PHOTO COURTESY OF GARRY KESSLER
Summer pinesap plants are fleshy and amber-colored, like the sap of pine trees. Each plant has a cluster of nodding blossoms. Pinesaps grow near pine trees, like these two under red pines by the Westborough Reservoir at the Bowman Conservation Area.
August 1, 2008, Page 9
By Annie Reid
Westborough Community Land Trust
Strange plants of summer
This summer’s heat and regular rains have been good for the green things in Westborough’s woods, as well as some things that aren’t green, such as the small, fleshy pinesap plants.
The name pinesap hints at this unusual plant’s appearance and location. Pinesap (Monotropa hypopithys) plants grow 4-12 inches tall and are amber-colored in summer – the color of the pine sap that oozes from the trunks of pine trees (and forms amber if it fossilizes). Not surprisingly, you’ll find pinesaps in the woods under pine trees.
Another name, yellow bird’s-nest, describes the plant’s tangle of roots.
As plants go, our native pinesaps are strange looking. They have no green chlorophyll, and no real leaves, just scales on the stem. They do have clusters of downward-facing blossoms, which are about the same color as the rest of the plant.
People sometimes think pinesaps are a kind of fungus or mushroom, but they’re not.
Pinesaps might remind you of that other strange-looking plant of summer’s woods, Indian-pipes (Monotropa uniflora), which are ghostly white. Sure enough, Indian-pipes are closely related to pinesaps. And both are flowering plants that produce nectar, pollen, and seeds.
One clear difference between summer pinesaps and Indian-pipes is color – amber versus white. Another difference is the number of blossoms on each plant. Each pinesap plant bears a cluster of blossoms, while Indian-pipes have only one flower. Pinesaps are less common than Indian-pipes in our area.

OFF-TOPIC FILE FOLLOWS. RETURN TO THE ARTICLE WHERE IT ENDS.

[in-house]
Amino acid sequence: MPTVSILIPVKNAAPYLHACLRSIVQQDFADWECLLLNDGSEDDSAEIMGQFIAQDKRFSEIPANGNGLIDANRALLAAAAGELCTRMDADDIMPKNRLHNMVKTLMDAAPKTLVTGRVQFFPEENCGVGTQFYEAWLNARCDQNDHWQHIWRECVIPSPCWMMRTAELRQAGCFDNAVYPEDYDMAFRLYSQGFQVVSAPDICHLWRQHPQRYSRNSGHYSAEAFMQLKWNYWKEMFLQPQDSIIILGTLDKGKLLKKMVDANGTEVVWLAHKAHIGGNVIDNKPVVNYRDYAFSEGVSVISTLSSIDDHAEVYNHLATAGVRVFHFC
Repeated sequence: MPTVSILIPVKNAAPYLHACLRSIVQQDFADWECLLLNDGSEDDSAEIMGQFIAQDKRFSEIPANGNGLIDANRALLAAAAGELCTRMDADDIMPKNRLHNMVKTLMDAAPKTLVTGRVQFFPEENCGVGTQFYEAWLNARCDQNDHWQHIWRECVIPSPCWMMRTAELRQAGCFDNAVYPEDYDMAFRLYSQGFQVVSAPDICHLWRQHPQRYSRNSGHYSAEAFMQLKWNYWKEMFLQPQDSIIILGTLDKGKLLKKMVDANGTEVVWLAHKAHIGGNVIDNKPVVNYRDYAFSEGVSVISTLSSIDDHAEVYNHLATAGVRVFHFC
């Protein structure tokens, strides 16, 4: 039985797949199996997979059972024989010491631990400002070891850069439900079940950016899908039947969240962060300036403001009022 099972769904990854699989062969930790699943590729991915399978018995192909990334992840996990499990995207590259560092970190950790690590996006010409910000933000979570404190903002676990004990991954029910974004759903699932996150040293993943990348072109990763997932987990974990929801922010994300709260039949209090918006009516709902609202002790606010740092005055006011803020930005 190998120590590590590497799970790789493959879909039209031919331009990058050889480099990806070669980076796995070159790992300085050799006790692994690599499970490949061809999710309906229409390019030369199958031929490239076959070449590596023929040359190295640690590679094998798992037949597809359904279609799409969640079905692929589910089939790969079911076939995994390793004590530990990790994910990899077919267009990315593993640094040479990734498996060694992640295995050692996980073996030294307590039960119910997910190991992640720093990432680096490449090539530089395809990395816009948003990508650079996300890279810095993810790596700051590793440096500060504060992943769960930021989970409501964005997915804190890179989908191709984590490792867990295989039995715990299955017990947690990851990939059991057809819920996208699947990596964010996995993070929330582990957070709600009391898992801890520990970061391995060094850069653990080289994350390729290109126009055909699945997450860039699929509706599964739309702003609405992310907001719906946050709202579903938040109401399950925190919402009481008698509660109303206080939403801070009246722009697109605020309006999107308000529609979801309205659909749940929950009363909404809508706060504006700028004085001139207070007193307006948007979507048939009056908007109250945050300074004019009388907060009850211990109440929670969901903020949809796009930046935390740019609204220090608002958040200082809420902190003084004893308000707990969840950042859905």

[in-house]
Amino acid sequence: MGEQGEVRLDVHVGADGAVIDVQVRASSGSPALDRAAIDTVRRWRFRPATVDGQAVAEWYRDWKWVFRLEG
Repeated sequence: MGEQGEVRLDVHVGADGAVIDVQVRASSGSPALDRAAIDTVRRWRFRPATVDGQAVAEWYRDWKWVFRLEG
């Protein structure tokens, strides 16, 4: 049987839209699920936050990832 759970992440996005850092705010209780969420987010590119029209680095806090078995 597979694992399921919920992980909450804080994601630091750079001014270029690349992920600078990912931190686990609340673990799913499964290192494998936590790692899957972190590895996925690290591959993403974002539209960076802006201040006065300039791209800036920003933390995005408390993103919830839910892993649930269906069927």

How do both of these strange, pale plants manage to live without green chlorophyll, the plant world’s greatest sunlight-capturing and food-making chemical? Without it, they can’t make sugars as green plants do. How do they get sugars to fuel their growth?
You might find some clues when you look around the woods and notice what’s thriving in this summer’s heat and wetness. You’ll probably see mushrooms and other fungi that have popped up on the forest floor, and of course, lots of trees. As it turns out, both fungi and trees help to sustain pinesaps and Indian-pipes.
The connections are hidden underground, where we can’t see them during a walk in the woods. In a wonderful example of connectedness in the natural world, pinesaps and Indian-pipes are linked to underground fungi, and the fungi, in turn, are connected to tree roots. Sugars made in the leaves and needles of trees flow through the tree roots to the fungi and from there to the little pinesaps and Indian-pipes.
The key middleman in these connections is the underground fungus. Vast networks of thread-like fungi live in the soil, and we typically become aware of them only when conditions are right for reproduction and mushrooms spring up to distribute spores.
Many kinds of fungus form beneficial partnerships with green plants, including trees. The fungi grow around and into plant roots – sometimes between the cells of the roots, and sometimes into the root cells. Science has given this mutually beneficial partnership a name that means “fungus roots.” (The name is mycorrhiza, pronounced my-co-RISE-ah).